Dollar and Euro at Parity by 2017?

It might interest Martin J Cowling of the Wild About Travel weblog — who wrote an interesting article about getting to know your currency — that the euro is on its way to achieving parity with the dollar by the end of 2017, according to analysts at Goldman Sachs Group Incorporated as reported in this article by James Ramage of The Wall Street Journal.

The last time that the euro and the dollar were at parity was in 2002 — which is the year it entered circulation as a physical currency.

Martin wrote that if he could have his way, “the world would only have ten currencies (two per continent!). Easier to remember and less to carry! The reality is we have 180 currencies circulating amongst the 193 UN recognised nations from roubles, to lek to shekels, pesos and birr.”

Well, he may be getting “closer to his wish” in the form of the possible parity between the euro and the dollar; as well as the decline in the British pound in advance of the vote of whether or not Scotland should be an independent state — although if Scotland were to become independent, it is not clear as to which currency it will ultimately use.

It can be quite difficult to keep track of currencies. I will need to deal with at least six different currencies next month; and keeping track of exchange rates can drive one batty.

Even worse is attempting to find the best place to exchange those currencies. I tend to avoid airports; local banks usually offer better rates. I spend a limited amount of time — as little as possible — shopping around to exchange currency for the best deal.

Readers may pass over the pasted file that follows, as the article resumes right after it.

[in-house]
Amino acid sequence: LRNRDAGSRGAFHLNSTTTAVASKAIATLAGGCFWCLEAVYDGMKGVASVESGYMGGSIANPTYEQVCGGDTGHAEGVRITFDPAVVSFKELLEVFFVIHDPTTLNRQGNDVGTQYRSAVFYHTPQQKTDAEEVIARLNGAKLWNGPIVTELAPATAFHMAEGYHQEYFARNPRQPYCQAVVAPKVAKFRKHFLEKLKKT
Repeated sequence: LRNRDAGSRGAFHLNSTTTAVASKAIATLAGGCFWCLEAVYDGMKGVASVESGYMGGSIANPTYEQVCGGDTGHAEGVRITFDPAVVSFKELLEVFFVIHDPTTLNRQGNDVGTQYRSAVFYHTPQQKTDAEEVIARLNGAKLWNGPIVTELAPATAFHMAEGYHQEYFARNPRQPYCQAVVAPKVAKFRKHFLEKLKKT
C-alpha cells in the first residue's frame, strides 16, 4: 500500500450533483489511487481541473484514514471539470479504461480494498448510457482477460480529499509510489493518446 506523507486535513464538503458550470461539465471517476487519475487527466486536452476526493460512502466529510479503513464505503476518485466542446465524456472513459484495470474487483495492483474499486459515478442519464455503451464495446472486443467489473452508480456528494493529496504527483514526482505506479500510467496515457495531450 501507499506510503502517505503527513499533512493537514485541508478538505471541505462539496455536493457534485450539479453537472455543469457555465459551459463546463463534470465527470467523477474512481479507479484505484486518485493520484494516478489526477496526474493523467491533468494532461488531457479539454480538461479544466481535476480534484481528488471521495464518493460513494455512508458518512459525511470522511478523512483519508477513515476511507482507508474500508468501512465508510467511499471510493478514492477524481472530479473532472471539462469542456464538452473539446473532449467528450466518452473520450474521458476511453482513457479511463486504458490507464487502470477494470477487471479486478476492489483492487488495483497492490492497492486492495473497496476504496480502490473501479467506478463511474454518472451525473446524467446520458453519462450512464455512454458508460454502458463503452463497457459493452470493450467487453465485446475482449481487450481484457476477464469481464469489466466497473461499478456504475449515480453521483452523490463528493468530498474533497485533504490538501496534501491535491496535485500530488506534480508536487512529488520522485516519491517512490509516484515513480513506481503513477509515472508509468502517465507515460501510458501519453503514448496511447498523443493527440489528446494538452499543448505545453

If you are fortunate enough to be a customer at a bank which does not charge fees for exchanging currency or withdrawing money out of its network, you can use your automated teller machine – or ATM — card to withdraw funds in local currency.

Another tact is to use your credit card to pay — but be wary of any currency exchange fees you might be charged. Again, you are fortunate if you use a credit card which does not charge such fees — usually somewhere between two and five percent of the amount charged.

An interesting way to acquire currency is to pay for a meal with your companions with your credit card and have them pay their shares to you in cash. No fees are usually involved in such transactions; and you get the bonus of earning credit — whether it is a cash back rebate or frequent travel loyalty program miles or points — as a result. This is especially useful if your dining companions have too much local currency just prior to their trips home and want to get rid of it quickly without paying fees — and especially if you are not leaving the country you are visiting right away. I have done this many times — most of them resulting in mutually beneficial circumstances.

I always acquire a slight bit more currency than I need, as I collect the smaller denominations and keep them as souvenirs. The extra bills and coins can also be a nice gift to someone who is interested in foreign currency.

For currency exchange rates, Martin uses XE; whereas I use Oanda.

Please share your suggestions on how to keep up with currency exchange rates and get the most for your money. Thank you in advance.

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